Comparison of The Crucible And Don't Ask, Don't Tell

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In the most publicized gay bashing, the dead body of Adam R. Schindler Jr., an American naval radioman, was found battered and disfigured in a public toilet in a park in Japan where he had been serving [Sterngold]. After revealing his homosexuality to his peers in the army, he had been left unrecognizably mutilated and beaten to death. In response, in 1993, the Clinton administration initiated “Don’t Ask, Don’t Tell” [DADT] which meant that military officers could not investigate a soldier’s sexual preference without reason and a soldier should not voluntarily disclose it [McGowan 4]. Historically, the US military had never directly banned gays, only their actions of sodomy, but a change occurred during the World Wars after the Christian …show more content…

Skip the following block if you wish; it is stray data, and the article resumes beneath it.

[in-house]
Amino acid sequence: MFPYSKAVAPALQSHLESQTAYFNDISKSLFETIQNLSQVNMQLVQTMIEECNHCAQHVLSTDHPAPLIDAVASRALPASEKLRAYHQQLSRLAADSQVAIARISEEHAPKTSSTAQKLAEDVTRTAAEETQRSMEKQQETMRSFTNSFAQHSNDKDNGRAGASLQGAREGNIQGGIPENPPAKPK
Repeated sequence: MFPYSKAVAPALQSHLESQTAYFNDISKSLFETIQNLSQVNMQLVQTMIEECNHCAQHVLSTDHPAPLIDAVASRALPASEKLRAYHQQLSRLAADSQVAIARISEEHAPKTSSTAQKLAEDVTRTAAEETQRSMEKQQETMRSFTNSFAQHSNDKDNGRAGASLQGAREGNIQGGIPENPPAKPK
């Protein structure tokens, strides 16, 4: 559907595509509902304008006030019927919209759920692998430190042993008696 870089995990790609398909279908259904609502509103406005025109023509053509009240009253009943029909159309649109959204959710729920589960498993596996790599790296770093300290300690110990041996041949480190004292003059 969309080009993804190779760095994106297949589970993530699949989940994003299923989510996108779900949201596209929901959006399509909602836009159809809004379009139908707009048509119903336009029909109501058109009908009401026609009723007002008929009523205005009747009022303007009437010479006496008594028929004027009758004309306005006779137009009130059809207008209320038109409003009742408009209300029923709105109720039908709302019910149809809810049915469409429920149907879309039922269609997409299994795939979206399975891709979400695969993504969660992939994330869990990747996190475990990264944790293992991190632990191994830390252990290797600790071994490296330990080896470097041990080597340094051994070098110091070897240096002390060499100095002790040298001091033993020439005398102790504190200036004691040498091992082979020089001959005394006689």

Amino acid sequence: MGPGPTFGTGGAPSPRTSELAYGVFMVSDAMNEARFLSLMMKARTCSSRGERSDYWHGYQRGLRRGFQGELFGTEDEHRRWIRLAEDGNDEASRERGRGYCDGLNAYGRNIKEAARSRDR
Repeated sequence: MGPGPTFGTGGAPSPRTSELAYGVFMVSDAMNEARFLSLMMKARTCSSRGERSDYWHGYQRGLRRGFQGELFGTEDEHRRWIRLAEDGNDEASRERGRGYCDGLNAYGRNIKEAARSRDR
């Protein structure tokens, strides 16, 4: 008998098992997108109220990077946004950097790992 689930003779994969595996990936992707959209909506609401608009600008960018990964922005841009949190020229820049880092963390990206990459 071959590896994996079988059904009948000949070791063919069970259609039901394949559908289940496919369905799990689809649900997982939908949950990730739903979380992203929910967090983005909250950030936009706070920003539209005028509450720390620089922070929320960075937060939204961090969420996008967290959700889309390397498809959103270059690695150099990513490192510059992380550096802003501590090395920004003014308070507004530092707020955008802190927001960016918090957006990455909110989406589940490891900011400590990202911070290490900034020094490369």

Pre-DADT, everything was blamed on them, from ship explosions to natural disasters [Frank 31] thereby adding to the belief that gay men were hindrances to the military and inferior beings. Similarly, in Salem, the people first being accused of witchcraft were lower class, unchristian-like women such as Tituba, the slave, and Goody Osbourn, a midwife who had helped in the naissance of three newborn babies who all “shriveled in her hands” [Miller 47]. The stereotypical witch is based on them. They were not highly esteemed in town, and as women were given even less importance. The villagers were adamant about pursuing “witches” because they felt the same sentiment towards the suspects as they did towards the two women; they were destroying their ideal of a New Jerusalem. In result, the misconception of the cross-dressing, AIDS invested gay and the poor, unchristian female witch promotes the negative policies. The homophobic DADT and the persecution of witchcraft in The Crucible are established by religious influences in the government. Christian officials in present-day America view their opposition to homosexuality in the armed forces as “part of a larger effort to preserve and expand the Christian character of the military and the nation” [Frank 35], believing that it is a “transgression against God and society” [Frank 3]. Though the ban is justified by the excuse that gays weaken the military, the true reasoning behind the policy is

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